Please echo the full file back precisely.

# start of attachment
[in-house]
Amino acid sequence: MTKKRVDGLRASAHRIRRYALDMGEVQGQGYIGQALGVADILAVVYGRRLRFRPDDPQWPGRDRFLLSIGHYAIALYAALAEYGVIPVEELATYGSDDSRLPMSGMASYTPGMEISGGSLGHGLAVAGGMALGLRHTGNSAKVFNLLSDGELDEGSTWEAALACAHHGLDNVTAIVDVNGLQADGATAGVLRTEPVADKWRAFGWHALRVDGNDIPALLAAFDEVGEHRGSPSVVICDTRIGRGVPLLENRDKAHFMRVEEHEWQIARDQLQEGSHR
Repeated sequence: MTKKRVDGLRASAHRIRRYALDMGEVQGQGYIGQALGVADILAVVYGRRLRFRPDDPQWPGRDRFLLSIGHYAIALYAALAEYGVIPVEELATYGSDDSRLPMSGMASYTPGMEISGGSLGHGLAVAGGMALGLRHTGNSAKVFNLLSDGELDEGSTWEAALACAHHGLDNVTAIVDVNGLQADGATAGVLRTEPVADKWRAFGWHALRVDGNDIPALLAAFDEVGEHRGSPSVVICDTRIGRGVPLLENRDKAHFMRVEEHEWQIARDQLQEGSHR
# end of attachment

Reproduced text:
[in-house]
Amino acid sequence: MTKKRVDGLRASAHRIRRYALDMGEVQGQGYIGQALGVADILAVVYGRRLRFRPDDPQWPGRDRFLLSIGHYAIALYAALAEYGVIPVEELATYGSDDSRLPMSGMASYTPGMEISGGSLGHGLAVAGGMALGLRHTGNSAKVFNLLSDGELDEGSTWEAALACAHHGLDNVTAIVDVNGLQADGATAGVLRTEPVADKWRAFGWHALRVDGNDIPALLAAFDEVGEHRGSPSVVICDTRIGRGVPLLENRDKAHFMRVEEHEWQIARDQLQEGSHR
Repeated sequence: MTKKRVDGLRASAHRIRRYALDMGEVQGQGYIGQALGVADILAVVYGRRLRFRPDDPQWPGRDRFLLSIGHYAIALYAALAEYGVIPVEELATYGSDDSRLPMSGMASYTPGMEISGGSLGHGLAVAGGMALGLRHTGNSAKVFNLLSDGELDEGSTWEAALACAHHGLDNVTAIVDVNGLQADGATAGVLRTEPVADKWRAFGWHALRVDGNDIPALLAAFDEVGEHRGSPSVVICDTRIGRGVPLLENRDKAHFMRVEEHEWQIARDQLQEGSHR